South Bruny National Park
Adventurers will be in their element at the South Bruny National Park. Climb to the top of the Cape Bruny Lighthouse (one of the oldest in Australia) for a view across the Tasman Sea; head to Cloudy Bay to watch the surfers (bear in mind that the notoriously rough surf is best left to experienced surfers); or cool off with a swim at Adventure Bay or Jetty Beach.
Hikers can choose from a network of scenic trails, such as the Grass Point Walk, which passes an old whaling station; the Fluted Cape walk, which climbs along the dolerite sea cliffs; or the Labillardiere Peninsula Circuit, which loops around the southwestern tip of the island.
Things to know before you go
*South Bruny National Park is a fun spot for families, with hiking trails and outdoor activities to suit all ages and abilities. *A Parks Pass is required to visit Tasmania’s national parks, including the South Bruny National Park. *Most accommodation options and restaurants in South Bruny are located around Adventure Bay and Lunawanna. Cell phone coverage and Wi-Fi is limited on the island, and there is no ATM, so bring whatever cash you will need. *The weather on Bruny Island is notoriously changeable, so dress in layers, bring a raincoat even in summer, and wear sturdy hiking shoes, as trails can get slippery if it rains. *The natural landscapes of the national park can make access tricky for wheelchairs and strollers; a local guide can help direct you to accessible trails and viewpoints.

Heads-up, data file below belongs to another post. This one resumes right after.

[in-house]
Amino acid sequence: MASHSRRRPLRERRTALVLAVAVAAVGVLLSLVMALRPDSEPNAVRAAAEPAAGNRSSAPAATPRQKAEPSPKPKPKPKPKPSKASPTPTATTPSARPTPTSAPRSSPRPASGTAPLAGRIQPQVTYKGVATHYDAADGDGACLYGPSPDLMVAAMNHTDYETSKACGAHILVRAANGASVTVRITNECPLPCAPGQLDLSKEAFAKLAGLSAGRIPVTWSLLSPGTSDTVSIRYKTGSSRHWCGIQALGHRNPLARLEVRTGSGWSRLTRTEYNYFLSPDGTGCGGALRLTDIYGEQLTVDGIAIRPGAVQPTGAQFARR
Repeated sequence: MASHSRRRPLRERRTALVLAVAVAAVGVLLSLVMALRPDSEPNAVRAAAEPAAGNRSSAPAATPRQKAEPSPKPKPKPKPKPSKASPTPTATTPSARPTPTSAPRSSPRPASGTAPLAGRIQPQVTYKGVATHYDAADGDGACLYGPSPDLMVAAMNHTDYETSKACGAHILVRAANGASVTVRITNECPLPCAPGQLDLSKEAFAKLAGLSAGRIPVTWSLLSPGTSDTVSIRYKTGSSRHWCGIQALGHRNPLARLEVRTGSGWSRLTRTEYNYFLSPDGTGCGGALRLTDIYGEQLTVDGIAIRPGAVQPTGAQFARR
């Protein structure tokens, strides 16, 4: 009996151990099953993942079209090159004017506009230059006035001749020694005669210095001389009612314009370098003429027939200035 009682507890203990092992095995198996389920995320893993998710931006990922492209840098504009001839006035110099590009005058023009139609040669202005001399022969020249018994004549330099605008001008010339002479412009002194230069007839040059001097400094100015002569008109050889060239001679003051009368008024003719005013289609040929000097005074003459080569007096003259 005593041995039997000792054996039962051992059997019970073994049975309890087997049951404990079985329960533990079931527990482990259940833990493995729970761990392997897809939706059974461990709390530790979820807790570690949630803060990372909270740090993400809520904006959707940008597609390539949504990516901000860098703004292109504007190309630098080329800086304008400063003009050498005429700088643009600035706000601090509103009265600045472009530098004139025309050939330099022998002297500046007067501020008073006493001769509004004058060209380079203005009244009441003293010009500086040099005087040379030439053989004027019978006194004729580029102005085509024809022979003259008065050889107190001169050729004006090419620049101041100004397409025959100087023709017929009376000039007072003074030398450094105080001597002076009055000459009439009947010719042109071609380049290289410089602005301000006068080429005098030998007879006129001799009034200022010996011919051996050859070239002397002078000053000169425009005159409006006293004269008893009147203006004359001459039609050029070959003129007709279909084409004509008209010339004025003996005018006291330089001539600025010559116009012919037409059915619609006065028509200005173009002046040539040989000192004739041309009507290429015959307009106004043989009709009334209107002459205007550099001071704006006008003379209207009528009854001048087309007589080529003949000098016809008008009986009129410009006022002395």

How to get there
Bruny Island lies about 25 miles (40 kilometers) south of Hobart. Regular car ferries run from the mainland town of Kettering to the Bruny Island Ferry Terminal in North Bruny, about a 20-minute cruise across the Tasman Sea. There’s no public transport on the island, so you’ll need a car or bike to get around.
When to get there
Bruny Island is most popular in summer, when the weather is ideal for hiking, swimming, and surfing. For the most memorable views, stick around to watch the sunset from the Cape Bruny Lighthouse. Whale watching is possible during the winter migration, with sightings most common between June and October.
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